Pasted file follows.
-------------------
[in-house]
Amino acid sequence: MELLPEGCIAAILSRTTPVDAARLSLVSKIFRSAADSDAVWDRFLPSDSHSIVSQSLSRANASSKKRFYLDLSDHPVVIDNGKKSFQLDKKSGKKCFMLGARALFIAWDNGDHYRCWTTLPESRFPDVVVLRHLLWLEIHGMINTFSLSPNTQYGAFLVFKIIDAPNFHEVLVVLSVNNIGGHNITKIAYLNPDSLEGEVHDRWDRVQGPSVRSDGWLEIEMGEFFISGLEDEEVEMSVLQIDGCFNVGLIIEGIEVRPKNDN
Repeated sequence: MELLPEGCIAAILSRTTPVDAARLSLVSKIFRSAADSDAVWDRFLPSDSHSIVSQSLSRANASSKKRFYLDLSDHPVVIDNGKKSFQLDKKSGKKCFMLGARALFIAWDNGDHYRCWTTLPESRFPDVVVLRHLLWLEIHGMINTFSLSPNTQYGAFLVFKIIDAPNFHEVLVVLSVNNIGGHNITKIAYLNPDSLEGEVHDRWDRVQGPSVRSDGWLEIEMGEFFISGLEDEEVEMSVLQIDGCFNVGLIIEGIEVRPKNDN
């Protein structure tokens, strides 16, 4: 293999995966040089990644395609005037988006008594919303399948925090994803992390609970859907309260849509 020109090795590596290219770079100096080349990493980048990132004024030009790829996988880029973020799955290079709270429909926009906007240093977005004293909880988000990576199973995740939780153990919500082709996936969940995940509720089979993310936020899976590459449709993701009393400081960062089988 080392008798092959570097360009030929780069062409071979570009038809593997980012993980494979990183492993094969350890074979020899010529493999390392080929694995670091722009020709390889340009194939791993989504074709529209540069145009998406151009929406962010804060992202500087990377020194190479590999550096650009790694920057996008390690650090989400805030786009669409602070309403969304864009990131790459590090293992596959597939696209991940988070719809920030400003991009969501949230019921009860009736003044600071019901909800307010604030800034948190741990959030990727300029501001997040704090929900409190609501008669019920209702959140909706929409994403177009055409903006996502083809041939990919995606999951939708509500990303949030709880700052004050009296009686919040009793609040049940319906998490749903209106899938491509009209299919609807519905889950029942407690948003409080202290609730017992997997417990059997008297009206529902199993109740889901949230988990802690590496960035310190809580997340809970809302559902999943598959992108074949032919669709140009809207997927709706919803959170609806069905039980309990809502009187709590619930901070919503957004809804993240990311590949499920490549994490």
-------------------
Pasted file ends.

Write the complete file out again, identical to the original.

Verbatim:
[in-house]
Amino acid sequence: MELLPEGCIAAILSRTTPVDAARLSLVSKIFRSAADSDAVWDRFLPSDSHSIVSQSLSRANASSKKRFYLDLSDHPVVIDNGKKSFQLDKKSGKKCFMLGARALFIAWDNGDHYRCWTTLPESRFPDVVVLRHLLWLEIHGMINTFSLSPNTQYGAFLVFKIIDAPNFHEVLVVLSVNNIGGHNITKIAYLNPDSLEGEVHDRWDRVQGPSVRSDGWLEIEMGEFFISGLEDEEVEMSVLQIDGCFNVGLIIEGIEVRPKNDN
Repeated sequence: MELLPEGCIAAILSRTTPVDAARLSLVSKIFRSAADSDAVWDRFLPSDSHSIVSQSLSRANASSKKRFYLDLSDHPVVIDNGKKSFQLDKKSGKKCFMLGARALFIAWDNGDHYRCWTTLPESRFPDVVVLRHLLWLEIHGMINTFSLSPNTQYGAFLVFKIIDAPNFHEVLVVLSVNNIGGHNITKIAYLNPDSLEGEVHDRWDRVQGPSVRSDGWLEIEMGEFFISGLEDEEVEMSVLQIDGCFNVGLIIEGIEVRPKNDN
């Protein structure tokens, strides 16, 4: 293999995966040089990644395609005037988006008594919303399948925090994803992390609970859907309260849509 020109090795590596290219770079100096080349990493980048990132004024030009790829996988880029973020799955290079709270429909926009906007240093977005004293909880988000990576199973995740939780153990919500082709996936969940995940509720089979993310936020899976590459449709993701009393400081960062089988 080392008798092959570097360009030929780069062409071979570009038809593997980012993980494979990183492993094969350890074979020899010529493999390392080929694995670091722009020709390889340009194939791993989504074709529209540069145009998406151009929406962010804060992202500087990377020194190479590999550096650009790694920057996008390690650090989400805030786009669409602070309403969304864009990131790459590090293992596959597939696209991940988070719809920030400003991009969501949230019921009860009736003044600071019901909800307010604030800034948190741990959030990727300029501001997040704090929900409190609501008669019920209702959140909706929409994403177009055409903006996502083809041939990919995606999951939708509500990303949030709880700052004050009296009686919040009793609040049940319906998490749903209106899938491509009209299919609807519905889950029942407690948003409080202290609730017992997997417990059997008297009206529902199993109740889901949230988990802690590496960035310190809580997340809970809302559902999943598959992108074949032919669709140009809207997927709706919803959170609806069905039980309990809502009187709590619930901070919503957004809804993240990311590949499920490549994490």